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Xana, I would take the opposite opinion, in that the materials of a 150 year old house will stand a far sight longer than a average home built with today's materials.I know old homes, and if maintained, will not require substantial reworking of materials, though if you look at the known issues of today's materials ( EIFS, sick house syndrome, LP siding and so forth) the modern materials that have failed, and the ones that will that we simply don't know about yet put me in the mindset that a modern home is good for 40 or 50 years.
 

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I've actually pondered this.

Like anything, maintaining the structure and it's components is key. A "new" house could last 25 to 35 years with very little maintenance, but once the roof fails, it's quickly downhill.

Quality of construction is also a factor.

Rule of thumb for a maintained stick built house is 100 to 120 years. Well maintained could easily double that. You'd have several roofs, siding replaced as well as windows, mechanicals ect., in that time frame.
 

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I think that is a good question

Alot goes into a stick built house
You have to have the right materials and the right contractor to put them together correctly. I have never done much remodeling, but what I have done is amazing. The full dimensional full lumber and things of that nature, however, the current situation with engineered lumber,better roofing,better insulation,better products is also a BIG plus. The contractors of current are quicker and imo less picky in the way we do things - I don't know if we have the same eye for detail as those old timers - good discussion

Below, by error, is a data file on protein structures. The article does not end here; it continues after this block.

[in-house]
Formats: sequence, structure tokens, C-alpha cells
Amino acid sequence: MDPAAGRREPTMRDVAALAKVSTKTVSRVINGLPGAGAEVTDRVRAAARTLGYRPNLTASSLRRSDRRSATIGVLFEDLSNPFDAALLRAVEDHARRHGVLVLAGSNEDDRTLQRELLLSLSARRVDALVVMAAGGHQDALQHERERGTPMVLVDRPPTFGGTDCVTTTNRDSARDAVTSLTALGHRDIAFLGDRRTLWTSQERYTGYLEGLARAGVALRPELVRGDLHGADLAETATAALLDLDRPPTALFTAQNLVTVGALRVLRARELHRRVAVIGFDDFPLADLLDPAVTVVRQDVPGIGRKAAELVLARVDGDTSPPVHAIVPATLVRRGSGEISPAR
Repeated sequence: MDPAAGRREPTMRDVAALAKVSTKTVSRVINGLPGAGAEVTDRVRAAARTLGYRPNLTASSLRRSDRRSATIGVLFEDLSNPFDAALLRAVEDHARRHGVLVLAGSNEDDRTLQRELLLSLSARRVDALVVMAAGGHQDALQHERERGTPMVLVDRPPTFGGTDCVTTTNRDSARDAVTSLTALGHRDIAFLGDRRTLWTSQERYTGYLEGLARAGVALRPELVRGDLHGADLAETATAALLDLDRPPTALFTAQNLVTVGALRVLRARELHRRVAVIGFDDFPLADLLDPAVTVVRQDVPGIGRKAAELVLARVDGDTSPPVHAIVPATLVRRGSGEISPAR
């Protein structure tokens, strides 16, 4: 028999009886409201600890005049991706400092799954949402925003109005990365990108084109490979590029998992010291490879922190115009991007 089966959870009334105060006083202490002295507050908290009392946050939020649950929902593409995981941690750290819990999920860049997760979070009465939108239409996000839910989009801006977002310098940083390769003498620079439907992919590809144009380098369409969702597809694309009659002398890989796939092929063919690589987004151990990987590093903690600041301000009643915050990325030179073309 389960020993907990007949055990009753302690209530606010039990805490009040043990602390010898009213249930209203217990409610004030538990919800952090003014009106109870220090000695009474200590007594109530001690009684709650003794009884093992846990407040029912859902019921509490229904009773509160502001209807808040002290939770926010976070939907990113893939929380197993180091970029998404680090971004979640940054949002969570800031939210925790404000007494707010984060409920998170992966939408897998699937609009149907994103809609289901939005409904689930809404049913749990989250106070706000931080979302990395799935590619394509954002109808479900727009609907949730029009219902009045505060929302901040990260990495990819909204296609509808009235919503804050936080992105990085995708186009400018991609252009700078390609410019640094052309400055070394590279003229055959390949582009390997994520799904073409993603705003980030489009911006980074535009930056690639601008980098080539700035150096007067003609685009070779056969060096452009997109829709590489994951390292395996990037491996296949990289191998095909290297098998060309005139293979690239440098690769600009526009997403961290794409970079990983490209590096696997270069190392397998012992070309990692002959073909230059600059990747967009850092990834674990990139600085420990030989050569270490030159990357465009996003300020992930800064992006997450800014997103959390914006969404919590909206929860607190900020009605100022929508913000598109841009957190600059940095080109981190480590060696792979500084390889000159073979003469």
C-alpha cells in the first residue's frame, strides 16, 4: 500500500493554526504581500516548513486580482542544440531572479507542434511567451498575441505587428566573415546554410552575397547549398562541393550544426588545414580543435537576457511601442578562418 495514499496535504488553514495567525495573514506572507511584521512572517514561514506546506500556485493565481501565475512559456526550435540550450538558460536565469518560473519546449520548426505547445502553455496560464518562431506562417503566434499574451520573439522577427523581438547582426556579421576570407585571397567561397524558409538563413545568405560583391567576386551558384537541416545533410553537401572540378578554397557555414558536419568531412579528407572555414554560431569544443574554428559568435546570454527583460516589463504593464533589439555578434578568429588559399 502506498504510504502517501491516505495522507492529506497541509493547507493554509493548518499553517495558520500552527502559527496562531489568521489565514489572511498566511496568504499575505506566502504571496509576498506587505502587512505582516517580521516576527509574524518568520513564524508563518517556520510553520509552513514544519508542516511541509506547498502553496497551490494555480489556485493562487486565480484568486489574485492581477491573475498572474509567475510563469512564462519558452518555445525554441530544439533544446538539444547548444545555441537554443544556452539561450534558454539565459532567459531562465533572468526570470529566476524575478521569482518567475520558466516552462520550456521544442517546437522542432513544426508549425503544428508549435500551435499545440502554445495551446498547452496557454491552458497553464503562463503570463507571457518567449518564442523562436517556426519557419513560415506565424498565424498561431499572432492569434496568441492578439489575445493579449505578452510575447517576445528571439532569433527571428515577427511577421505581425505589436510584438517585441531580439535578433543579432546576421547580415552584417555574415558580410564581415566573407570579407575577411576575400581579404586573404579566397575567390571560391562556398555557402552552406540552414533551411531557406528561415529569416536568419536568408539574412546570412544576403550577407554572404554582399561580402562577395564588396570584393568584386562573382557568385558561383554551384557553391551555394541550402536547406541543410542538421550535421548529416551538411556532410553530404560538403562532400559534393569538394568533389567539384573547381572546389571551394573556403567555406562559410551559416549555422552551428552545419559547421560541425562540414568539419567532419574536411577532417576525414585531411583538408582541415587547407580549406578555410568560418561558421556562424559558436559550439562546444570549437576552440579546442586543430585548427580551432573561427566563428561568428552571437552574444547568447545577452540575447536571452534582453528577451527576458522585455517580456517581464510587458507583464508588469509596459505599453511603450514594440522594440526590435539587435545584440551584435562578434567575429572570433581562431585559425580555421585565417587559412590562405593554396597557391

I wouldn't put my dog in a modular home - p.o.s.
 

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The old saying - they don't build them like they used to. Many of the houses built during the last boom may not hold up as well as houses built a couple decades ago I imagine, love to hear others' thoughts on the matter.
I think you're right, and demolition and remodeling contractors will have a rosy future.
 

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I think alot of it will depend on how many hacks were involved in the project. Where I'm at there are no inspections except plumbing. Footer's could be 4" thick and no one would say anything !!!

Round here, some houses are gonna way outlast others !!
 

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I've always wondered about TJI's. I just cant see them being solid after 75 years, especially if the house suffers some neglects. I recently fixed a 4 and 1/2" "swimming pool" in the middle of a house, had to pier and beam it in 3 place besides jacking up the center. 80 year old house, good to go for another 50 at least. Replacing TJI's? :eek: